The tools I have: Table saw, scroll saw, drill, drill press, router w/table, and a belt sander that is hard for me to get too because it's in the motorcycle shop part of the garage.

What I'm still trying to work out is how to keep the beams in place without them sliding around or sliding out.. I need some sort of collar or pin or some system. I've thought about everything from lynch pins to round disks to... it gets crazy. The beams need to be removeable. Every thinng I come up with is either very complicated, thus probably over engineered, or requires a level of skill, precision, or tools I don't possess. I'm sure there is a simple way to do this, I'm just not seeing it.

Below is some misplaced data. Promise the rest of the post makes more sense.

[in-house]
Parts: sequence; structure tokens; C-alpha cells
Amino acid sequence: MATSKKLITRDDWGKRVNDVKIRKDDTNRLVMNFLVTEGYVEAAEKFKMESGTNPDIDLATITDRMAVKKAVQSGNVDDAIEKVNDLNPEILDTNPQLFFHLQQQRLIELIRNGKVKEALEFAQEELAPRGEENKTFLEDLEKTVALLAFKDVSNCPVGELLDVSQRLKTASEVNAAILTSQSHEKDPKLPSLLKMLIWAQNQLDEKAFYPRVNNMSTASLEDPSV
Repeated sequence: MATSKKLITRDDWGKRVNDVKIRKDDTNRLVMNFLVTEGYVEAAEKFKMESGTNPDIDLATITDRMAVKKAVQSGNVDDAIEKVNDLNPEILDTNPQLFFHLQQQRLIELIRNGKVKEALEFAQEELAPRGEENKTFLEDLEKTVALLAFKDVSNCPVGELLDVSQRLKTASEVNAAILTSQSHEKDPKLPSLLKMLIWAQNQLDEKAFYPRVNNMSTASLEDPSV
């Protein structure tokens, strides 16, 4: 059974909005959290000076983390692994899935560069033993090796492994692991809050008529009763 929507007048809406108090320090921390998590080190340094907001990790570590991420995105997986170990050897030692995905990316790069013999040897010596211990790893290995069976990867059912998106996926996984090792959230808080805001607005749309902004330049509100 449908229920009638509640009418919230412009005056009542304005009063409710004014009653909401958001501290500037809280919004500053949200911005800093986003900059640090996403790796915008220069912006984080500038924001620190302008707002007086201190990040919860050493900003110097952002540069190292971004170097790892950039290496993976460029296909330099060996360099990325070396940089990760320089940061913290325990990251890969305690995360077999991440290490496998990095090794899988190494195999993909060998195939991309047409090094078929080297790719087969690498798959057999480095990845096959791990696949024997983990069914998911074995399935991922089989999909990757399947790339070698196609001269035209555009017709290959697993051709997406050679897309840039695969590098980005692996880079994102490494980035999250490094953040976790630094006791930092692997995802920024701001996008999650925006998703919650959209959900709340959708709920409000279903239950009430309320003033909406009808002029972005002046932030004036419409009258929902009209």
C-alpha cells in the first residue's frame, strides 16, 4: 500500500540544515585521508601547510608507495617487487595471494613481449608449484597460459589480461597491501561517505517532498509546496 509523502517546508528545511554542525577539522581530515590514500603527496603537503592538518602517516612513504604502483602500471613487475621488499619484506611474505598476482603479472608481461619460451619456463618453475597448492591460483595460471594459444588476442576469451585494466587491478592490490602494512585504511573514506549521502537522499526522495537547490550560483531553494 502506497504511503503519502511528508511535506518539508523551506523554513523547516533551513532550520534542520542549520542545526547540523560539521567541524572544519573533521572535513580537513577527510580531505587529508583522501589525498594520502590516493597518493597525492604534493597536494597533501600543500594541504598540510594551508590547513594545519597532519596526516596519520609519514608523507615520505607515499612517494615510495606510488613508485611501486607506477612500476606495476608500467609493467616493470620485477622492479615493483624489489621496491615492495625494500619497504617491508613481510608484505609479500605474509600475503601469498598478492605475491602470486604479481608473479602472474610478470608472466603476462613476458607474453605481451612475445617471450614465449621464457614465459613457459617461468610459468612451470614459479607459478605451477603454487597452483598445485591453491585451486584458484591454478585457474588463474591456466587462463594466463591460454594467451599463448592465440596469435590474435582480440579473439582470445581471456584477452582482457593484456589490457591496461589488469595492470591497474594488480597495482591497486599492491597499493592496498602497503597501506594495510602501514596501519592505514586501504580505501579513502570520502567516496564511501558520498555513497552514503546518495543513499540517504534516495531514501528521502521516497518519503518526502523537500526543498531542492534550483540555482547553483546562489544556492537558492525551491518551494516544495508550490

Any suggestions?


sarahnopp (not verified)

Have you considered getting a metal collar fabricated? It sounds like a simple enough job for a professional, or even amateur, metal shop. Just draw out all sorts of scenarios, draw it from different angles, show how it interacts with the rest of the machinery, and find a metal worker to chat with about it. Whenever I have to go into the woodshop at school to make a thing for weaving, I often am given solid advice which simplifies my life immensely! And the drawings help.

sarahnopp (not verified)

Actually, sketches and images and pantomimes would help here too. It is amazing how differently we all envision a thing when only reading or hearing words, instead of seeing a line drawing.

SallyE (not verified)

A former loom that I had, used a bolt inserted into the ends of the beams.   That bolt slid onto a slot on the side supports of the loom and you could tighten it down at each end to keep the beam in place, or loosen it to remove the beam.